First Christian Church of Oakland (111 Fairmount Avenue at 29th Street)

FCC is creating much-needed hygiene kits, which they’ll be assembling during worship. If you’d like to contribute supplies, each kit will need the following:

  • One hand towel measuring approximately 16″ x 28″ (no fingertip or bath towels)
  • One washcloth
  • One wide-tooth comb
  • One nail clipper (no metal files or
  • emery boards)
  • One bar of soap (bath size in wrapper)
  • One toothbrush (in original packaging)
  • Six Band-Aids
You can drop any donations off in the front foyer between 9 and 11 am on Sunday mornings. For more information, contact Sandhya Jha, Pastor, at the church.

Haiti Emergency Relief Fund
The East Bay Sanctuary Covenant, a Berkeley support and advocacy organization for refugees and immigrants, runs the Haiti Emergency Relief Fund. They are collecting funds both for the immediate crisis and for the future rebuilding of the nation. You can make a tax-deductible donation here.

Finally, please remember to think of Haiti not just today and tomorrow, but in the coming weeks, months, and years, as well. Like the Gulf Coast, Haiti will be rebuilding for years to come, and it’s critical that this already extraordinarily vulnerable nation gets the support it needs to prevent tragedies like this one in the future. In the words of Tracy Kidder (from his excellent piece on Haiti for the New York Times this week), “while earthquakes are acts of nature, extreme vulnerability to earthquakes is manmade.” Help make sure Haitians have the resources to rebuild right this time!
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The blog in review: 2009 reflections and 2010 resolutions

January 3, 2010

One of the things I find intriguing about blogging is seeing who reads what, where they come from, and how they found their way to this under-the-radar blog. City Homestead began as a journal of sorts to chronicle our adventures as first-time homeowners; the main purpose at the beginning was just to have a place to post photographs of our meager attempts at home improvement for our families, with an occasional photo of our then-new dog thrown in for good measure. In the past year and a half, though, this blog has morphed into a more multi-purpose space for thoughts and reflections on a wide array of things.

Since 2009 marks my first full year blogging, I thought it would be interesting to put together a top-ten hit list. This is a little skewed towards posts earlier in the year because mid-year I switched the blog feed to allow people to read full posts without clicking through to the site, but it still gives a taste of what’s on people’s minds. Here’s what you’ve been reading about this year:

10. Big Black Dog: Our dog continues to be infinitely more popular than just about anything else I write about (which is funny given how infrequently I post about him!) Yes, I promise—more photos in the year to come!

9. Where to get married in Oakland and Berkeley: Okay, I put this up primarily because the legwork to put this list together for our summer wedding was so exhausting that I didn’t want anyone else to have to reinvent the wheel. Who knew so many people wanted to know?!? Astoundingly, this post—which went up in November—has drawn more visits in two months than most posts draw over a year. Huh. I’ll continue to add to it as we learn more about various venues and other local resources.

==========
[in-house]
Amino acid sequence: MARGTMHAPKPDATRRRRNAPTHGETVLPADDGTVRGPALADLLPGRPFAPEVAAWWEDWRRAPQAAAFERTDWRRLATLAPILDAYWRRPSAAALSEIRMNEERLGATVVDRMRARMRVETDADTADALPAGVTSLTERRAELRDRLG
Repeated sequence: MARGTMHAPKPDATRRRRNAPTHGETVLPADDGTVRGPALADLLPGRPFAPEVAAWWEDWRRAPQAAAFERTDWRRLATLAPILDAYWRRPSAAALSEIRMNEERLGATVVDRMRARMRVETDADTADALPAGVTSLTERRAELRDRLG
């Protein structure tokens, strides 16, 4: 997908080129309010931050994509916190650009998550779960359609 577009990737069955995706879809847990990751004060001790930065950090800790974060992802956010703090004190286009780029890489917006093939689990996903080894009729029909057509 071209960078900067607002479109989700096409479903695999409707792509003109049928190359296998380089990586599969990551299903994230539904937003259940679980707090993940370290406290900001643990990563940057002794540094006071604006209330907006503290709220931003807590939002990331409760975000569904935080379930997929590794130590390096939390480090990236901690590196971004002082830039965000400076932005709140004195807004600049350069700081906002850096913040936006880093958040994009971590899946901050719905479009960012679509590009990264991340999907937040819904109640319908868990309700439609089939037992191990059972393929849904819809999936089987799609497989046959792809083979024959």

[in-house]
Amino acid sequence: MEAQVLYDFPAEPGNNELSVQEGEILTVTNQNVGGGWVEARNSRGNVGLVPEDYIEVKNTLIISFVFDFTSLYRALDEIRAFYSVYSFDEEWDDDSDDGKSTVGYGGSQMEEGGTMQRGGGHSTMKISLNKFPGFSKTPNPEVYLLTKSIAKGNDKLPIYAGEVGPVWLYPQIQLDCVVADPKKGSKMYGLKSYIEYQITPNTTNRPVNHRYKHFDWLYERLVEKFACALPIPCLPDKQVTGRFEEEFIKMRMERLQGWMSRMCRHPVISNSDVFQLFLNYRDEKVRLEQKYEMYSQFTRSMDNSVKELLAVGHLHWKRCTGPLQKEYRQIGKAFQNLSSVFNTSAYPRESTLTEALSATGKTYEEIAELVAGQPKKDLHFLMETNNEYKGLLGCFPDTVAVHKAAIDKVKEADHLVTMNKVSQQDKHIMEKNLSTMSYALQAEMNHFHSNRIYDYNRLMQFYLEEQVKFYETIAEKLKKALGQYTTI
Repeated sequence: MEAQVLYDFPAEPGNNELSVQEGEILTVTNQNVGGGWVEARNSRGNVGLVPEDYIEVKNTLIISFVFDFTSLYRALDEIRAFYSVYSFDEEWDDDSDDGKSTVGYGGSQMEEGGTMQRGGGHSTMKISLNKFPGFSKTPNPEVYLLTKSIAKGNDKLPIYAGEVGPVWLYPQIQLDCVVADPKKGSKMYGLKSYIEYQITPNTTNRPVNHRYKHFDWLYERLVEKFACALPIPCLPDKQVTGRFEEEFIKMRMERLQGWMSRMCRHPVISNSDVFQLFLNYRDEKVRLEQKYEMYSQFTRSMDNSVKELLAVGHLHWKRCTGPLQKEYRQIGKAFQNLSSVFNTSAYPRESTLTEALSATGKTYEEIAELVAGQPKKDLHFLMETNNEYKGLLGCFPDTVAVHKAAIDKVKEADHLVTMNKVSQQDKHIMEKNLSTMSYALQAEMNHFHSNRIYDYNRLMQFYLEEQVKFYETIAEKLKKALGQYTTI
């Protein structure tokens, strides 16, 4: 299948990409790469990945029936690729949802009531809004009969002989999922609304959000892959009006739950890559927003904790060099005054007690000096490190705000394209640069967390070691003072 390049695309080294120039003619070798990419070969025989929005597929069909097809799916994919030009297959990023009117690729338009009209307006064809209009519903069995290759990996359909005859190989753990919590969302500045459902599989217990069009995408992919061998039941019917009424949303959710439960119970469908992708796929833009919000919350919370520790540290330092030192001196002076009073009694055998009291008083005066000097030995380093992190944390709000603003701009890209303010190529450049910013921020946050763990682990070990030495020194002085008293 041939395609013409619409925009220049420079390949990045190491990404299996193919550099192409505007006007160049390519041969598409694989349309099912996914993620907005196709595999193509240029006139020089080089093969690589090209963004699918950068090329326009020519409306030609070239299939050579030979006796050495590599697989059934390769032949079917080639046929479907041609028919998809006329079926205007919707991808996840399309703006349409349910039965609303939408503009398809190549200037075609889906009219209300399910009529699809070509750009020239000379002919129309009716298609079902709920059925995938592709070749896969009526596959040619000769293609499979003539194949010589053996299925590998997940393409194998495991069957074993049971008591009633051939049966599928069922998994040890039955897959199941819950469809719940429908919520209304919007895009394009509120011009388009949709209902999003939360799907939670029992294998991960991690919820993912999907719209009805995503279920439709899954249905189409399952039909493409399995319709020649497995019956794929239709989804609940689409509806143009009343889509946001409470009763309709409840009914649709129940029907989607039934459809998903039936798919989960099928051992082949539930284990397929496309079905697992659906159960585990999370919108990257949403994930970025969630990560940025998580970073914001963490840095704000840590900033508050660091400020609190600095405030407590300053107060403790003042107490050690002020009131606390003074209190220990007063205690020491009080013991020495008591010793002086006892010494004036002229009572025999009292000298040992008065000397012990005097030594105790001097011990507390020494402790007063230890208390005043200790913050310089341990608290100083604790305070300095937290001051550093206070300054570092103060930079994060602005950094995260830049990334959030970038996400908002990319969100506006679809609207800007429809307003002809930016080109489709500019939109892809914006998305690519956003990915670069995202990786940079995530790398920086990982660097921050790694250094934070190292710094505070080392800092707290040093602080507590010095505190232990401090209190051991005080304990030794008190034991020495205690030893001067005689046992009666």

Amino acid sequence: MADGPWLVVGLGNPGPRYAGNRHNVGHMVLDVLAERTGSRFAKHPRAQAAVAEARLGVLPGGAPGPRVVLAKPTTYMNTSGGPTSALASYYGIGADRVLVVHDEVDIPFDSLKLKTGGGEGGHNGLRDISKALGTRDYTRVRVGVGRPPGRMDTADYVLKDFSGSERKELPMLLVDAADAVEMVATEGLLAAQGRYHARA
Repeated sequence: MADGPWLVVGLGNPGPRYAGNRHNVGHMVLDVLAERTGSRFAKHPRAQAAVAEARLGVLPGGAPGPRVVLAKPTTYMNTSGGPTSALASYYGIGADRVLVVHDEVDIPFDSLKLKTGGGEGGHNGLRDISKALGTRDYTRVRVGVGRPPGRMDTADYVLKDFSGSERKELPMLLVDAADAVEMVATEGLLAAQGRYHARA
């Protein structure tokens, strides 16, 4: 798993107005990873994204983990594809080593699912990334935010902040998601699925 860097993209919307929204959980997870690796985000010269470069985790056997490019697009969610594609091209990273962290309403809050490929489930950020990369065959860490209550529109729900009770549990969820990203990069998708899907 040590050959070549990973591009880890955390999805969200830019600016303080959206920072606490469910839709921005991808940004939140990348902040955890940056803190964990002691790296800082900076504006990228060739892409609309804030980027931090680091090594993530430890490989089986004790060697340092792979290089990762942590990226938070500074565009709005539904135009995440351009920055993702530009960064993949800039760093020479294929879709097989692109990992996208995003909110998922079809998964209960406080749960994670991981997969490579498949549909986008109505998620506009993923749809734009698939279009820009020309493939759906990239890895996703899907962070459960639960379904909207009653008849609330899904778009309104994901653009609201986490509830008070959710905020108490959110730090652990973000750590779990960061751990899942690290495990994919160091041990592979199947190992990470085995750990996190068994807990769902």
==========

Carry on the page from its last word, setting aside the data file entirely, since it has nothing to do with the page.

8. All about Auto Row: The two-year Auto Row planning process launched this past year, and I’ve been excited by the number of people who are extraordinarily interested in the future of our little corner of Oakland. I like writing about planning and I like writing about the ‘hood, so obviously I love writing about this project (and there will certainly be more to come on that front in 2010).

7. Rain barrels: We’ll get these done soon, I promise! The posts on rain barrels, lawn replacement, and other eco gardening strategies draw a lot of readers from out in the wide blue yonder. I’ve also seen the number of people searching for these topics rise month by month, which I suspect (hope?) reflects growing concern and interest in living more sustainably. As we tackle more projects along these lines, I’ll post more on them, and will also try to get some better step-by-step guides up in the future.

6. Mapping Oakland: If I combined the numbers for all of the Oakland mapping and neighborhood posts, they would probably trump some of the things higher on the list. A lot of people out there were especially intrigued by Robert Lemon’s neighborhood boundaries project, and I’m excited to finally see his results in the not-too-distant future. It’s also nice to know people like reading about things like this, because I love writing about them (and researching Oakland history in general—it’s good to put that history degree to work!) so it gives me a good excuse to spend some quality time at the library.

5. Dine About Oakland: The Dine About Oakland series continues to be one of the more popular things I write about. That works out well, because it’s also one of the things that’s really fun to write about (and of course you can’t beat the primary research involved!) My main challenge here is to avoid posting back-to-back restaurant reflections, which is a nice problem to have!